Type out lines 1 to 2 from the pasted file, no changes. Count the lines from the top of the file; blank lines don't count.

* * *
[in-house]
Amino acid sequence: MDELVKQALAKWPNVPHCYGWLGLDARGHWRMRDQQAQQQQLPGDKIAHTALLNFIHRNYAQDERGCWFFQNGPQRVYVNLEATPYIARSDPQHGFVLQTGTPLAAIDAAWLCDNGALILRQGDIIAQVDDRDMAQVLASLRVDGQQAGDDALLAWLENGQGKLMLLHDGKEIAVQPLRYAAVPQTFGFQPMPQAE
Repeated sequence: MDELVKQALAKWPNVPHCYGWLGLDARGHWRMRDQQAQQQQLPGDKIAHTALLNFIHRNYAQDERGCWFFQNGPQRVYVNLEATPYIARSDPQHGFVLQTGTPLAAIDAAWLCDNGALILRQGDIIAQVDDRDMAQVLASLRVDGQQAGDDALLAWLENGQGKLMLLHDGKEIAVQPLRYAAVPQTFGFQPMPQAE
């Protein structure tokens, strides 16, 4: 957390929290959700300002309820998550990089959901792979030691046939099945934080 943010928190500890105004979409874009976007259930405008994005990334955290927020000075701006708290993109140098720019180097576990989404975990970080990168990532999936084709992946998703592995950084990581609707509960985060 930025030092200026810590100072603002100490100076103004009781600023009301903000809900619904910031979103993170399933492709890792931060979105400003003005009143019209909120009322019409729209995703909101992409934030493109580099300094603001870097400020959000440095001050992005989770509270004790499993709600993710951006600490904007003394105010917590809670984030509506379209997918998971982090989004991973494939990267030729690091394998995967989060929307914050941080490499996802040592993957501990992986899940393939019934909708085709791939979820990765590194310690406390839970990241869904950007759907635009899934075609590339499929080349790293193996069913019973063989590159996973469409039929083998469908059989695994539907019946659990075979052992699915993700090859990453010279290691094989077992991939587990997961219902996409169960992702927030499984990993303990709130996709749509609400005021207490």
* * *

[in-house]
Amino acid sequence: MDELVKQALAKWPNVPHCYGWLGLDARGHWRMRDQQAQQQQLPGDKIAHTALLNFIHRNYAQDERGCWFFQNGPQRVYVNLEATPYIARSDPQHGFVLQTGTPLAAIDAAWLCDNGALILRQGDIIAQVDDRDMAQVLASLRVDGQQAGDDALLAWLENGQGKLMLLHDGKEIAVQPLRYAAVPQTFGFQPMPQAE